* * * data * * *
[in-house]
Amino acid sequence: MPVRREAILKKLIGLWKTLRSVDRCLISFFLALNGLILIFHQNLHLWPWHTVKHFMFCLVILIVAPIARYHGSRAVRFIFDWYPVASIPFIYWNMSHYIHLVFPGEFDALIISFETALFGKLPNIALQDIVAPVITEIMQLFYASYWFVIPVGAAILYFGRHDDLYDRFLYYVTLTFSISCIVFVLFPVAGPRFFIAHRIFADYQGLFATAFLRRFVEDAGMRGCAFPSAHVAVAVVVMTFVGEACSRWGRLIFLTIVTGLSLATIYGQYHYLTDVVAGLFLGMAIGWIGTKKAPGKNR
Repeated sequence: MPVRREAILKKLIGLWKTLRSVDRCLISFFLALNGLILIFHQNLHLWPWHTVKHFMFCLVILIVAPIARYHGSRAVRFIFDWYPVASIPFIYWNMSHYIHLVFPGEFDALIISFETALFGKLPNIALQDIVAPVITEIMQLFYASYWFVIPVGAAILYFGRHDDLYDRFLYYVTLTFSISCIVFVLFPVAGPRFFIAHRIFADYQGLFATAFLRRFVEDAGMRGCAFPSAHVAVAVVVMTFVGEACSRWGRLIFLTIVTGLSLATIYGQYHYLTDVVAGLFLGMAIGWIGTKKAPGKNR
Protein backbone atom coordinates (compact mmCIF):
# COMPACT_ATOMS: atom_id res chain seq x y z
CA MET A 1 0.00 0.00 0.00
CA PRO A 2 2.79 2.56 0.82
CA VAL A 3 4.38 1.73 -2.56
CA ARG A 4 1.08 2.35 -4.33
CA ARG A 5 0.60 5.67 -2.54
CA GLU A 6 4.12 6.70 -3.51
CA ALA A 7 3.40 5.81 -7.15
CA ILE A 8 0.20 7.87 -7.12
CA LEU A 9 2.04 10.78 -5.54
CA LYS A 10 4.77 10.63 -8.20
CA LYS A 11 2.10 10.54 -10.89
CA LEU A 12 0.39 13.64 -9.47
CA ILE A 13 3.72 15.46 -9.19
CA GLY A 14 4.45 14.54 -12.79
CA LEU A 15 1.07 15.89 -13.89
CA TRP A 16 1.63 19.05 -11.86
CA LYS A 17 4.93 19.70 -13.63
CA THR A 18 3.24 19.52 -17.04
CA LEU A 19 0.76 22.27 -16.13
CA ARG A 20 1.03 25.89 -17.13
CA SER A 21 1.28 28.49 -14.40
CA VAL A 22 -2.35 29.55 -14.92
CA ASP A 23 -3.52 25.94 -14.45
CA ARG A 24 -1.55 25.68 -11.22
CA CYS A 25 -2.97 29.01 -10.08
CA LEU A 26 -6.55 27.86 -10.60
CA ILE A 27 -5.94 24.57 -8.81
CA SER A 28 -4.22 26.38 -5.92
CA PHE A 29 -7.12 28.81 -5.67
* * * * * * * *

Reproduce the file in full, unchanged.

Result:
[in-house]
Amino acid sequence: MPVRREAILKKLIGLWKTLRSVDRCLISFFLALNGLILIFHQNLHLWPWHTVKHFMFCLVILIVAPIARYHGSRAVRFIFDWYPVASIPFIYWNMSHYIHLVFPGEFDALIISFETALFGKLPNIALQDIVAPVITEIMQLFYASYWFVIPVGAAILYFGRHDDLYDRFLYYVTLTFSISCIVFVLFPVAGPRFFIAHRIFADYQGLFATAFLRRFVEDAGMRGCAFPSAHVAVAVVVMTFVGEACSRWGRLIFLTIVTGLSLATIYGQYHYLTDVVAGLFLGMAIGWIGTKKAPGKNR
Repeated sequence: MPVRREAILKKLIGLWKTLRSVDRCLISFFLALNGLILIFHQNLHLWPWHTVKHFMFCLVILIVAPIARYHGSRAVRFIFDWYPVASIPFIYWNMSHYIHLVFPGEFDALIISFETALFGKLPNIALQDIVAPVITEIMQLFYASYWFVIPVGAAILYFGRHDDLYDRFLYYVTLTFSISCIVFVLFPVAGPRFFIAHRIFADYQGLFATAFLRRFVEDAGMRGCAFPSAHVAVAVVVMTFVGEACSRWGRLIFLTIVTGLSLATIYGQYHYLTDVVAGLFLGMAIGWIGTKKAPGKNR
Protein backbone atom coordinates (compact mmCIF):
# COMPACT_ATOMS: atom_id res chain seq x y z
CA MET A 1 0.00 0.00 0.00
CA PRO A 2 2.79 2.56 0.82
CA VAL A 3 4.38 1.73 -2.56
CA ARG A 4 1.08 2.35 -4.33
CA ARG A 5 0.60 5.67 -2.54
CA GLU A 6 4.12 6.70 -3.51
CA ALA A 7 3.40 5.81 -7.15
CA ILE A 8 0.20 7.87 -7.12
CA LEU A 9 2.04 10.78 -5.54
CA LYS A 10 4.77 10.63 -8.20
CA LYS A 11 2.10 10.54 -10.89
CA LEU A 12 0.39 13.64 -9.47
CA ILE A 13 3.72 15.46 -9.19
CA GLY A 14 4.45 14.54 -12.79
CA LEU A 15 1.07 15.89 -13.89
CA TRP A 16 1.63 19.05 -11.86
CA LYS A 17 4.93 19.70 -13.63
CA THR A 18 3.24 19.52 -17.04
CA LEU A 19 0.76 22.27 -16.13
CA ARG A 20 1.03 25.89 -17.13
CA SER A 21 1.28 28.49 -14.40
CA VAL A 22 -2.35 29.55 -14.92
CA ASP A 23 -3.52 25.94 -14.45
CA ARG A 24 -1.55 25.68 -11.22
CA CYS A 25 -2.97 29.01 -10.08
CA LEU A 26 -6.55 27.86 -10.60
CA ILE A 27 -5.94 24.57 -8.81
CA SER A 28 -4.22 26.38 -5.92
CA PHE A 29 -7.12 28.81 -5.67